Thursday, October 5, 2017

As JobsFirstNYC Marks Its 10th Year Our Mission Remains, the Work Evolves

Message from Marjorie Parker, JobsFirstNYC President & CEO



I am pleased and honored to have been appointed as the President & CEO of JobsFirstNYC. In my more than 25 years working in the field wearing many hats in direct service, government, education and other areas, I have had the distinct opportunity to learn from cross-industry stakeholders and have gained a clear insight into challenges our ecosystem faces in developing and implementing an integrated approach that can best benefit the communities we work to support. I plan to continue our mission to find effective, sustainable solutions and collaborate with our Board of Directors and JobsFirstNYC team to build on the work of my predecessors, Lou Miceli and David Nidus.

Our journey over the last ten years has seen challenges, no different from many startups, but our focus on the mission has been persistent. Born out of a crisis in 2006, when more than 220,000 New Yorkers aged 16–24 were out of school and not working, workforce development stakeholders across New York City gathered to reimagine systems-level solutions that will reconnect young adults to economic opportunities. To do this, a new kind of mechanism was needed that would collaborate with service providers, policymakers, philanthropic investors, and employers to develop community-responsive partnerships to achieve better outcomes for the young adults who were structurally left behind. JobsFirstNYC originated from a business plan prepared with support from the New York City Workforce Funders and the Tiger Foundation, and with lead investments from Tiger and The Clark Foundation, we launched in 2007 as the first intermediary of its kind in New York City.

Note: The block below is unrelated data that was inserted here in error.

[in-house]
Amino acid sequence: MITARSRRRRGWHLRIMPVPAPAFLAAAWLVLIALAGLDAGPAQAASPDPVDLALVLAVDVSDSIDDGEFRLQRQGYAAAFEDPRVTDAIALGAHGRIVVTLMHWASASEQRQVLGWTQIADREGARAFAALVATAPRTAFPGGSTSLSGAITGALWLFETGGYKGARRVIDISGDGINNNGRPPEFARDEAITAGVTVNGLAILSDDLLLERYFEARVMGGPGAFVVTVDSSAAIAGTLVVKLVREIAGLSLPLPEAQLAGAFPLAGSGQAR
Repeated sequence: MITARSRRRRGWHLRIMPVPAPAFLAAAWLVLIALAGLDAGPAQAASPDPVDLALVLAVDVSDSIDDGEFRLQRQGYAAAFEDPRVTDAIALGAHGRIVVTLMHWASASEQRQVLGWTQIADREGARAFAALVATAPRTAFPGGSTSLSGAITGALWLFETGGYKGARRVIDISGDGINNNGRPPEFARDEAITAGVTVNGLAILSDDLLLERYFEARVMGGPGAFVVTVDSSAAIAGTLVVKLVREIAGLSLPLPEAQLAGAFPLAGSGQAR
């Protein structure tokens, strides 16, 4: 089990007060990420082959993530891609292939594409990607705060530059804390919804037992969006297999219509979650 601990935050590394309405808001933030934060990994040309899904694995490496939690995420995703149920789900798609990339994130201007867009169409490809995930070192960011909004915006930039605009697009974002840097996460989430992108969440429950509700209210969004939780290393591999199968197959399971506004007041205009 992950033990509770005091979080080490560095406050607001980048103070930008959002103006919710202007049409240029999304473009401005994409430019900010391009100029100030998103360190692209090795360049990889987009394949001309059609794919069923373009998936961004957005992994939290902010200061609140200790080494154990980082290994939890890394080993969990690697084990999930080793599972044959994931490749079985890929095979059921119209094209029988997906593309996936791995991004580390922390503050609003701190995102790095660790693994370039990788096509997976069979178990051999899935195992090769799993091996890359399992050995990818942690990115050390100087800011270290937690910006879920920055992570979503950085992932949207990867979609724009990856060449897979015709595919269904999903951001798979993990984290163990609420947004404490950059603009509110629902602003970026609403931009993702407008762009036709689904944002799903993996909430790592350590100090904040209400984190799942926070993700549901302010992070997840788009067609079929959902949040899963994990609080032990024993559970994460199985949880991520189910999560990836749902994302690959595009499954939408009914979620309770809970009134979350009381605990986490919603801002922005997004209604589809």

Often plagued with the question, “What is an intermediary?,” since we are neither a direct service provider nor a funder, we have spent a decade creating and collaborating a body of work that now defines what we do. Our work is built on the framework of a classic community organizing principle—the whole is greater than the sum of its parts—that no one institution alone can make long-term, effective and sustainable change. This approach is informed by data, driven by results, and centered around partnerships that align community resources to achieve greater outcomes. We have proven the success of this strategy through initiatives like the Bronx Opportunity Network (BON), Lower East Side Employment Network (LESEN), and Youth Workforce Initiative Network of Staten Island (WINS) and others.